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Felony Murder Laws and Implications for Youths

The views expressed are those of the author and do not necessarily reflect the views of ASPA as an organization.

By Meg Mikulski
September 21, 2023

In 2015, then 15 year old LaKeith Smith was a part of a group of five juveniles who burglarized homes in Millbrook, Alabama. Police arrived when a burglary was in progress and officers fired shots on the group, fatally striking A’Donte Washington, 16, after Washington charged officers with a firearm. As a result, Smith was tried and convicted under Alabama’s felony murder rule which led to his 65 year consecutive sentence. Amidst civil rights protests and social media attention post-George Floyd, Smith was retried and was resentenced to 30 years. Similarly, in 2005 Terrell Jones, 24, along with his friend, Larry, was involved in a robbery of two strangers.The robbery escalated, and Larry shot and killed one of the victims. Jones did not intend or aid in the murder; nevertheless, Jones was left to face a mandatory life sentence under Illinois’s felony murder statute. The accomplices, Jones and Smith, both currently remain in prison. These cases are prime examples of the felony murder rule in 48 states that trap youths in the criminal justice system for decades, if not life.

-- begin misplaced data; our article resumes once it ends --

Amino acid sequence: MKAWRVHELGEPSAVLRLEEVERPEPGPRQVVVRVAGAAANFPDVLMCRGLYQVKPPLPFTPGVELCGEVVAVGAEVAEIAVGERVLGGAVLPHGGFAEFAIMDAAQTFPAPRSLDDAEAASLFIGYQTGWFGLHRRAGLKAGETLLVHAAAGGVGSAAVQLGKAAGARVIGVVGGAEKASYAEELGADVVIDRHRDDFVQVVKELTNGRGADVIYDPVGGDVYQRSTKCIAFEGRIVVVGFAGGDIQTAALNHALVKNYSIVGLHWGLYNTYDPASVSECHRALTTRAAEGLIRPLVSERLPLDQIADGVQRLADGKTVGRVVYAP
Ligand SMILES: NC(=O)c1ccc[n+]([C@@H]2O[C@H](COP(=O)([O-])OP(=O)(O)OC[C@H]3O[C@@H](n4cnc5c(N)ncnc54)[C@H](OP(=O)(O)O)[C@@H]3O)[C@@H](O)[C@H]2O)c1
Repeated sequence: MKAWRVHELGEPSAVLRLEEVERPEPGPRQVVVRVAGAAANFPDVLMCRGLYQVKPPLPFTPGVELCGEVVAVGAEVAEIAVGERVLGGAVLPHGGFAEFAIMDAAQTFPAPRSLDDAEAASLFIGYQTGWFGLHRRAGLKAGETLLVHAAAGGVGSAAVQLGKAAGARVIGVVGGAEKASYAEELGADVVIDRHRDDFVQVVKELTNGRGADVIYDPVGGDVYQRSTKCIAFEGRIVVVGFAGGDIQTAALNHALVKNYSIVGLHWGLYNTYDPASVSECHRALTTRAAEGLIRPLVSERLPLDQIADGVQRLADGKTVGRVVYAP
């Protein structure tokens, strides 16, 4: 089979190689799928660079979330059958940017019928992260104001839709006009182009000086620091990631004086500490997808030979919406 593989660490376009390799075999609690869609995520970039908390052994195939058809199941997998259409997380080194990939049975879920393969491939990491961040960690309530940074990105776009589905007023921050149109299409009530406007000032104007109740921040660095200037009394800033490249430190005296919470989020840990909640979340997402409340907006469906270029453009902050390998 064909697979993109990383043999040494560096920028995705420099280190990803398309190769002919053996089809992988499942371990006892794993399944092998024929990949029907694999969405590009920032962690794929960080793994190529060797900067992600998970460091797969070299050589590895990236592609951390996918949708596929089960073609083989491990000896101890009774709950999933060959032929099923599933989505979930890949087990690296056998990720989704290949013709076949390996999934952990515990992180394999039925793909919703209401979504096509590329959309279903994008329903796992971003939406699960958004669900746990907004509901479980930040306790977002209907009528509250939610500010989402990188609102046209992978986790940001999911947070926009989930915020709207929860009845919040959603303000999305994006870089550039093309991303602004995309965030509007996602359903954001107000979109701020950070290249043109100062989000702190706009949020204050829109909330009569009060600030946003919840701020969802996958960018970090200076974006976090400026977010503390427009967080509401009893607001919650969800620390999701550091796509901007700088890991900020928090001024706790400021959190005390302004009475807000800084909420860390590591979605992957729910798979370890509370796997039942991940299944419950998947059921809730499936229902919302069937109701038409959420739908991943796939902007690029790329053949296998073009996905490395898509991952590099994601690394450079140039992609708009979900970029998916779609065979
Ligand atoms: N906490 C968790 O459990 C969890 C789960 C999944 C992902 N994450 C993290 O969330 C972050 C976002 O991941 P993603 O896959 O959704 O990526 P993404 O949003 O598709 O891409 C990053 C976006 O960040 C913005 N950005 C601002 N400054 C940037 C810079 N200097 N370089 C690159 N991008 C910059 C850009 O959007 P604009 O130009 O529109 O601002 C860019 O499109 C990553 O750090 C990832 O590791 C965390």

What Is “Felony Murder”?

The United States is the only country that still utilizes the felony murder law, and it can be applied to both juveniles and adults. Currently there are 45 states in addition to the District of Columbia and the federal government that use this law. Felony murder laws allow any person who is accused of committing a felony-level crime to be charged with murder if a death occurs within the duration of the crime. Felony murder is thought to be less severe than first (premeditated, intentional) or second degree (unplanned, intentional) murder as the death of a person is unplanned and unintentional; however, legally felony murder is still sentenced under first degree murder guidelines—mandating excessive sentences with natural life with or without possibility of parole as the extreme. The laws between states vastly differ from state to state.

Implications of “Felony Murder” Laws

With this law in place, there is no difference between someone who actually commits a murder and their co-defendants. There currently is no national data regarding the number of individuals incarcerated on felony murder; however, the report authored by The Sentencing Project found data on six jurisdictions to include Pennsylvania, Michigan, California, Minnesota, Missouri and Washington D.C. Among the jurisdictions, felony murder convictions comprise a quarter to approximately half of the incarcerated population. Felony murder disproportionately affects women, people of color and youths (under 25)—populations that are already overrepresented in the criminal justice system. It is alarming to see that over 60 percent of those sentenced under this law are under 25 and 80 percent were Black and Brown individuals.